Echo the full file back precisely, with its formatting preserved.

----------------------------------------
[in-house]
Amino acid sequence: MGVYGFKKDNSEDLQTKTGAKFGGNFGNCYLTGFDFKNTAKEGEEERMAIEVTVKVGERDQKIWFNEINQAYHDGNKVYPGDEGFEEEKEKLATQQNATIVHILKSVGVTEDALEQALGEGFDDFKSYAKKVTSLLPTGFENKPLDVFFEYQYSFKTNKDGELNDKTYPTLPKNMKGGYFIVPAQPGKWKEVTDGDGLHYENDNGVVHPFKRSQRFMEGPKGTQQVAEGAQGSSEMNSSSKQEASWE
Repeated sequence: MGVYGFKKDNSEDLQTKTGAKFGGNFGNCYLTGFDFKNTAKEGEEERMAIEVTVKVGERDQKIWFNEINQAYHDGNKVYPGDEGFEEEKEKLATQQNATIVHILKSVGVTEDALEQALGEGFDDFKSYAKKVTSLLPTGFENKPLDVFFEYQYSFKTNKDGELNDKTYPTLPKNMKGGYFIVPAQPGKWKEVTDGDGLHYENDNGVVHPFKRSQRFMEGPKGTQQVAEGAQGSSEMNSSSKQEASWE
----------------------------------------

[in-house]
Amino acid sequence: MGVYGFKKDNSEDLQTKTGAKFGGNFGNCYLTGFDFKNTAKEGEEERMAIEVTVKVGERDQKIWFNEINQAYHDGNKVYPGDEGFEEEKEKLATQQNATIVHILKSVGVTEDALEQALGEGFDDFKSYAKKVTSLLPTGFENKPLDVFFEYQYSFKTNKDGELNDKTYPTLPKNMKGGYFIVPAQPGKWKEVTDGDGLHYENDNGVVHPFKRSQRFMEGPKGTQQVAEGAQGSSEMNSSSKQEASWE
Repeated sequence: MGVYGFKKDNSEDLQTKTGAKFGGNFGNCYLTGFDFKNTAKEGEEERMAIEVTVKVGERDQKIWFNEINQAYHDGNKVYPGDEGFEEEKEKLATQQNATIVHILKSVGVTEDALEQALGEGFDDFKSYAKKVTSLLPTGFENKPLDVFFEYQYSFKTNKDGELNDKTYPTLPKNMKGGYFIVPAQPGKWKEVTDGDGLHYENDNGVVHPFKRSQRFMEGPKGTQQVAEGAQGSSEMNSSSKQEASWE